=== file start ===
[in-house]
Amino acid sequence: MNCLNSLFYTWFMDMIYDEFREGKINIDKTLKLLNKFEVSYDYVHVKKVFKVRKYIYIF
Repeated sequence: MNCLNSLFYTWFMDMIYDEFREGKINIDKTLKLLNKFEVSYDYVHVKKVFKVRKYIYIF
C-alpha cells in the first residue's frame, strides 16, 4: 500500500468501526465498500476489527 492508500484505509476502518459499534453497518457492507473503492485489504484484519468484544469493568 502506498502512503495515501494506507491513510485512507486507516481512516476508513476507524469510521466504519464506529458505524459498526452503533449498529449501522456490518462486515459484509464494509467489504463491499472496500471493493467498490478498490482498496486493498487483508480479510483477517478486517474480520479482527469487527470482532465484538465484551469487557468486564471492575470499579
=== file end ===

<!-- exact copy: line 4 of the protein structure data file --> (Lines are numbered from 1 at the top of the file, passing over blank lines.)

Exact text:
C-alpha cells in the first residue's frame, strides 16, 4: 500500500468501526465498500476489527 492508500484505509476502518459499534453497518457492507473503492485489504484484519468484544469493568 502506498502512503495515501494506507491513510485512507486507516481512516476508513476507524469510521466504519464506529458505524459498526452503533449498529449501522456490518462486515459484509464494509467489504463491499472496500471493493467498490478498490482498496486493498487483508480479510483477517478486517474480520479482527469487527470482532465484538465484551469487557468486564471492575470499579